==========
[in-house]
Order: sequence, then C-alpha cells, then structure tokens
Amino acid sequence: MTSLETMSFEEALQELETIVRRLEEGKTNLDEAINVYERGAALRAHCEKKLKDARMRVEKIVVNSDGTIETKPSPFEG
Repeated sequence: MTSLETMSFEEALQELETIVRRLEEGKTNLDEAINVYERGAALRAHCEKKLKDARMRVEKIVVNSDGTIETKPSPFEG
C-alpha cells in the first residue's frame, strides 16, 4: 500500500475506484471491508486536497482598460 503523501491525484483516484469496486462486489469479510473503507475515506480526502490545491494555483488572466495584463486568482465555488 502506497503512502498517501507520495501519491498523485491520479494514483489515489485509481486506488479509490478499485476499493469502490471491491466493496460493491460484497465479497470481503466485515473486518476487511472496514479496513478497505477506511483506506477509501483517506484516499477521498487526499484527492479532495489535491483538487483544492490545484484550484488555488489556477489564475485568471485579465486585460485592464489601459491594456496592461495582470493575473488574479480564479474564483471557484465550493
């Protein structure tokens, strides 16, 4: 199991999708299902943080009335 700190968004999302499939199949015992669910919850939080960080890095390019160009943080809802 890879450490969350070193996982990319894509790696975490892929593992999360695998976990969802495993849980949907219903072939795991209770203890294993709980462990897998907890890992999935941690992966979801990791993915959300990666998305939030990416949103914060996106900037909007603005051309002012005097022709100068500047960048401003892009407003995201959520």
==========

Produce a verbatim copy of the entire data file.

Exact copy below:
[in-house]
Order: sequence, then C-alpha cells, then structure tokens
Amino acid sequence: MTSLETMSFEEALQELETIVRRLEEGKTNLDEAINVYERGAALRAHCEKKLKDARMRVEKIVVNSDGTIETKPSPFEG
Repeated sequence: MTSLETMSFEEALQELETIVRRLEEGKTNLDEAINVYERGAALRAHCEKKLKDARMRVEKIVVNSDGTIETKPSPFEG
C-alpha cells in the first residue's frame, strides 16, 4: 500500500475506484471491508486536497482598460 503523501491525484483516484469496486462486489469479510473503507475515506480526502490545491494555483488572466495584463486568482465555488 502506497503512502498517501507520495501519491498523485491520479494514483489515489485509481486506488479509490478499485476499493469502490471491491466493496460493491460484497465479497470481503466485515473486518476487511472496514479496513478497505477506511483506506477509501483517506484516499477521498487526499484527492479532495489535491483538487483544492490545484484550484488555488489556477489564475485568471485579465486585460485592464489601459491594456496592461495582470493575473488574479480564479474564483471557484465550493
């Protein structure tokens, strides 16, 4: 199991999708299902943080009335 700190968004999302499939199949015992669910919850939080960080890095390019160009943080809802 890879450490969350070193996982990319894509790696975490892929593992999360695998976990969802495993849980949907219903072939795991209770203890294993709980462990897998907890890992999935941690992966979801990791993915959300990666998305939030990416949103914060996106900037909007603005051309002012005097022709100068500047960048401003892009407003995201959520």